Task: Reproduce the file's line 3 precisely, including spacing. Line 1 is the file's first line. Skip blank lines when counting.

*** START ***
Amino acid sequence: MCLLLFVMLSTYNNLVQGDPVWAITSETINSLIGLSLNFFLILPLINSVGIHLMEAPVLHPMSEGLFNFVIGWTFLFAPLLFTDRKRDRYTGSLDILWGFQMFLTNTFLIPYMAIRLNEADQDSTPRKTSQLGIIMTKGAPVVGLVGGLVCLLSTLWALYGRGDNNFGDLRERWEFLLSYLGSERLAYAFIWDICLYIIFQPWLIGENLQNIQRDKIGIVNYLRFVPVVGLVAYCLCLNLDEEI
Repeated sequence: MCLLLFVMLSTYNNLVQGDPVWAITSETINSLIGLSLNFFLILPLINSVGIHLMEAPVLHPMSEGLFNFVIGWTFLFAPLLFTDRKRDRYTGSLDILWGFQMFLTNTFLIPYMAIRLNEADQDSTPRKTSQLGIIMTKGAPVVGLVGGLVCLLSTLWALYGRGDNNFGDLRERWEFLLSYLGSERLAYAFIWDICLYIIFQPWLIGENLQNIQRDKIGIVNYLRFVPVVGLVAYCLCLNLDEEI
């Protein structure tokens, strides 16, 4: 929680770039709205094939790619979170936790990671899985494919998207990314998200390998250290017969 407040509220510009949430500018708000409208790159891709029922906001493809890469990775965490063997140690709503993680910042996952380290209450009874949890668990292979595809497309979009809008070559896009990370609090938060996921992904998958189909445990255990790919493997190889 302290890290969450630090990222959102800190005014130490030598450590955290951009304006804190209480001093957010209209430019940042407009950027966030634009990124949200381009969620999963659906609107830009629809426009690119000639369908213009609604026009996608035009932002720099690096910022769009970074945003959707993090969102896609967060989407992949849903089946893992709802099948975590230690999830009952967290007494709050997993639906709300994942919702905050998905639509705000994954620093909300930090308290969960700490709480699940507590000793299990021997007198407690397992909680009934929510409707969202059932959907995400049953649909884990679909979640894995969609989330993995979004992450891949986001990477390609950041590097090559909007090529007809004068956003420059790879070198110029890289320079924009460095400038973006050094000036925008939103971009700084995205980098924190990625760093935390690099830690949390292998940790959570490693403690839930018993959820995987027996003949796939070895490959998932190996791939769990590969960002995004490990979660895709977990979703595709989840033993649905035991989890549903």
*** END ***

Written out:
């Protein structure tokens, strides 16, 4: 929680770039709205094939790619979170936790990671899985494919998207990314998200390998250290017969 407040509220510009949430500018708000409208790159891709029922906001493809890469990775965490063997140690709503993680910042996952380290209450009874949890668990292979595809497309979009809008070559896009990370609090938060996921992904998958189909445990255990790919493997190889 302290890290969450630090990222959102800190005014130490030598450590955290951009304006804190209480001093957010209209430019940042407009950027966030634009990124949200381009969620999963659906609107830009629809426009690119000639369908213009609604026009996608035009932002720099690096910022769009970074945003959707993090969102896609967060989407992949849903089946893992709802099948975590230690999830009952967290007494709050997993639906709300994942919702905050998905639509705000994954620093909300930090308290969960700490709480699940507590000793299990021997007198407690397992909680009934929510409707969202059932959907995400049953649909884990679909979640894995969609989330993995979004992450891949986001990477390609950041590097090559909007090529007809004068956003420059790879070198110029890289320079924009460095400038973006050094000036925008939103971009700084995205980098924190990625760093935390690099830690949390292998940790959570490693403690839930018993959820995987027996003949796939070895490959998932190996791939769990590969960002995004490990979660895709977990979703595709989840033993649905035991989890549903």